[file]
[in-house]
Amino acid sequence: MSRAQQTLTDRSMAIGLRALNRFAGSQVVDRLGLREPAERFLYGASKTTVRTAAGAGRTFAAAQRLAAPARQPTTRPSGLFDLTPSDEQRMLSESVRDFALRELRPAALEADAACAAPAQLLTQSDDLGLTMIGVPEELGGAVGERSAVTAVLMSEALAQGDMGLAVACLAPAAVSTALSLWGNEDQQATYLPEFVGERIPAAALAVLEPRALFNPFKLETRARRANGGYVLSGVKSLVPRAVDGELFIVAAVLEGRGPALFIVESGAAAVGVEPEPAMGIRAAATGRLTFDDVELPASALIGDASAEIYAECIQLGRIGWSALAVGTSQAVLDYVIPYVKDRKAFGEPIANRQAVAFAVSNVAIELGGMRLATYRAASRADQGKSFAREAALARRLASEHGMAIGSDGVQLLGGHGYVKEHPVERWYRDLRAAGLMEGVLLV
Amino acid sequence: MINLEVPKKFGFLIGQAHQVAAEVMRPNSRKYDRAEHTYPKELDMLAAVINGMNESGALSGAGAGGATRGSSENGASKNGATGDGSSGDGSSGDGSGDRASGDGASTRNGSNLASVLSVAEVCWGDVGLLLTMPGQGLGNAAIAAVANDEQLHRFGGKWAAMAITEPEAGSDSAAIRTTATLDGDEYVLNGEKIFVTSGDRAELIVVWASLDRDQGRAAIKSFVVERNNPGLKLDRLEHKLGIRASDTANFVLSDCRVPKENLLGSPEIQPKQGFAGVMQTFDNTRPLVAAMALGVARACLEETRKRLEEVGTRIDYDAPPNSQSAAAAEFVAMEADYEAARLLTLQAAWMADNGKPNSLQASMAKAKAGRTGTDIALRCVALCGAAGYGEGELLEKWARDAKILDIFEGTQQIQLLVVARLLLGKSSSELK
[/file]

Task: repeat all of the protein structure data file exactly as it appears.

[in-house]
Amino acid sequence: MSRAQQTLTDRSMAIGLRALNRFAGSQVVDRLGLREPAERFLYGASKTTVRTAAGAGRTFAAAQRLAAPARQPTTRPSGLFDLTPSDEQRMLSESVRDFALRELRPAALEADAACAAPAQLLTQSDDLGLTMIGVPEELGGAVGERSAVTAVLMSEALAQGDMGLAVACLAPAAVSTALSLWGNEDQQATYLPEFVGERIPAAALAVLEPRALFNPFKLETRARRANGGYVLSGVKSLVPRAVDGELFIVAAVLEGRGPALFIVESGAAAVGVEPEPAMGIRAAATGRLTFDDVELPASALIGDASAEIYAECIQLGRIGWSALAVGTSQAVLDYVIPYVKDRKAFGEPIANRQAVAFAVSNVAIELGGMRLATYRAASRADQGKSFAREAALARRLASEHGMAIGSDGVQLLGGHGYVKEHPVERWYRDLRAAGLMEGVLLV
Amino acid sequence: MINLEVPKKFGFLIGQAHQVAAEVMRPNSRKYDRAEHTYPKELDMLAAVINGMNESGALSGAGAGGATRGSSENGASKNGATGDGSSGDGSSGDGSGDRASGDGASTRNGSNLASVLSVAEVCWGDVGLLLTMPGQGLGNAAIAAVANDEQLHRFGGKWAAMAITEPEAGSDSAAIRTTATLDGDEYVLNGEKIFVTSGDRAELIVVWASLDRDQGRAAIKSFVVERNNPGLKLDRLEHKLGIRASDTANFVLSDCRVPKENLLGSPEIQPKQGFAGVMQTFDNTRPLVAAMALGVARACLEETRKRLEEVGTRIDYDAPPNSQSAAAAEFVAMEADYEAARLLTLQAAWMADNGKPNSLQASMAKAKAGRTGTDIALRCVALCGAAGYGEGELLEKWARDAKILDIFEGTQQIQLLVVARLLLGKSSSELK